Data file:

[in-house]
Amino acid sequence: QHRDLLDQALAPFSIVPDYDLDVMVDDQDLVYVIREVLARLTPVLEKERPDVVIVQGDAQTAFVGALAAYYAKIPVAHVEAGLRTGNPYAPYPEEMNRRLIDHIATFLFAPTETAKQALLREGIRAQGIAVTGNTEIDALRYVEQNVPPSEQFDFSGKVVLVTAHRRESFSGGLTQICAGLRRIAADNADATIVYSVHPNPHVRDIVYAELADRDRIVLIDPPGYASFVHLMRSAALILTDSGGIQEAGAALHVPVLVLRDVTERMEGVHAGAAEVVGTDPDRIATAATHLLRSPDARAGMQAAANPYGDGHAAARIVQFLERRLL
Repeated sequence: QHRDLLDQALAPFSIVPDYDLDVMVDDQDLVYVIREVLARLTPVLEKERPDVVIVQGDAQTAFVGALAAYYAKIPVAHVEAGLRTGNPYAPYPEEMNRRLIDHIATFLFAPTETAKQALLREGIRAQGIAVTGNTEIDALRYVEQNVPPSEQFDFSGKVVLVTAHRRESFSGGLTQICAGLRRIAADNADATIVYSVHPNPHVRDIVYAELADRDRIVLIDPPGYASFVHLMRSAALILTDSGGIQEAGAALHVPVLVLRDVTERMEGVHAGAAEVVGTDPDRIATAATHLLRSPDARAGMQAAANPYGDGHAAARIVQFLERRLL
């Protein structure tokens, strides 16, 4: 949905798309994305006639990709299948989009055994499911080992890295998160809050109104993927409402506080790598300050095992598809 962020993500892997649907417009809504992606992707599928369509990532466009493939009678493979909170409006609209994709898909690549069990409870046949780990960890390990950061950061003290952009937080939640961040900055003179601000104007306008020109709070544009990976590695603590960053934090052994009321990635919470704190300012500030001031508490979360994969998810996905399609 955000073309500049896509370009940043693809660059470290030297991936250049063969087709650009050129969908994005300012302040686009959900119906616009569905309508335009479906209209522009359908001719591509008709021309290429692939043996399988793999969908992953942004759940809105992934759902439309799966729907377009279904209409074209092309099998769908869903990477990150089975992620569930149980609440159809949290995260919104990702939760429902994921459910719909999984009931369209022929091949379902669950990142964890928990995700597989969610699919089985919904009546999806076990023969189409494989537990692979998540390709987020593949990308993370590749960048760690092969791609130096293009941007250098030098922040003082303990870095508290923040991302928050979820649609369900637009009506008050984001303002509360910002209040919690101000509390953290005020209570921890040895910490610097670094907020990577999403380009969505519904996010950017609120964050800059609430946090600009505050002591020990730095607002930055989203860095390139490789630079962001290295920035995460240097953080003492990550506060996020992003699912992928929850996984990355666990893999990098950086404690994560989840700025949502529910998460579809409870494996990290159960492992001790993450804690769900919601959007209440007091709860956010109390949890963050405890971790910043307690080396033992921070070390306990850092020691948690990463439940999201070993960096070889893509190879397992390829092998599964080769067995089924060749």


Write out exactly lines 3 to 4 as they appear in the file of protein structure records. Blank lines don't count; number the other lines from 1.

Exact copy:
Repeated sequence: QHRDLLDQALAPFSIVPDYDLDVMVDDQDLVYVIREVLARLTPVLEKERPDVVIVQGDAQTAFVGALAAYYAKIPVAHVEAGLRTGNPYAPYPEEMNRRLIDHIATFLFAPTETAKQALLREGIRAQGIAVTGNTEIDALRYVEQNVPPSEQFDFSGKVVLVTAHRRESFSGGLTQICAGLRRIAADNADATIVYSVHPNPHVRDIVYAELADRDRIVLIDPPGYASFVHLMRSAALILTDSGGIQEAGAALHVPVLVLRDVTERMEGVHAGAAEVVGTDPDRIATAATHLLRSPDARAGMQAAANPYGDGHAAARIVQFLERRLL
């Protein structure tokens, strides 16, 4: 949905798309994305006639990709299948989009055994499911080992890295998160809050109104993927409402506080790598300050095992598809 962020993500892997649907417009809504992606992707599928369509990532466009493939009678493979909170409006609209994709898909690549069990409870046949780990960890390990950061950061003290952009937080939640961040900055003179601000104007306008020109709070544009990976590695603590960053934090052994009321990635919470704190300012500030001031508490979360994969998810996905399609 955000073309500049896509370009940043693809660059470290030297991936250049063969087709650009050129969908994005300012302040686009959900119906616009569905309508335009479906209209522009359908001719591509008709021309290429692939043996399988793999969908992953942004759940809105992934759902439309799966729907377009279904209409074209092309099998769908869903990477990150089975992620569930149980609440159809949290995260919104990702939760429902994921459910719909999984009931369209022929091949379902669950990142964890928990995700597989969610699919089985919904009546999806076990023969189409494989537990692979998540390709987020593949990308993370590749960048760690092969791609130096293009941007250098030098922040003082303990870095508290923040991302928050979820649609369900637009009506008050984001303002509360910002209040919690101000509390953290005020209570921890040895910490610097670094907020990577999403380009969505519904996010950017609120964050800059609430946090600009505050002591020990730095607002930055989203860095390139490789630079962001290295920035995460240097953080003492990550506060996020992003699912992928929850996984990355666990893999990098950086404690994560989840700025949502529910998460579809409870494996990290159960492992001790993450804690769900919601959007209440007091709860956010109390949890963050405890971790910043307690080396033992921070070390306990850092020691948690990463439940999201070993960096070889893509190879397992390829092998599964080769067995089924060749």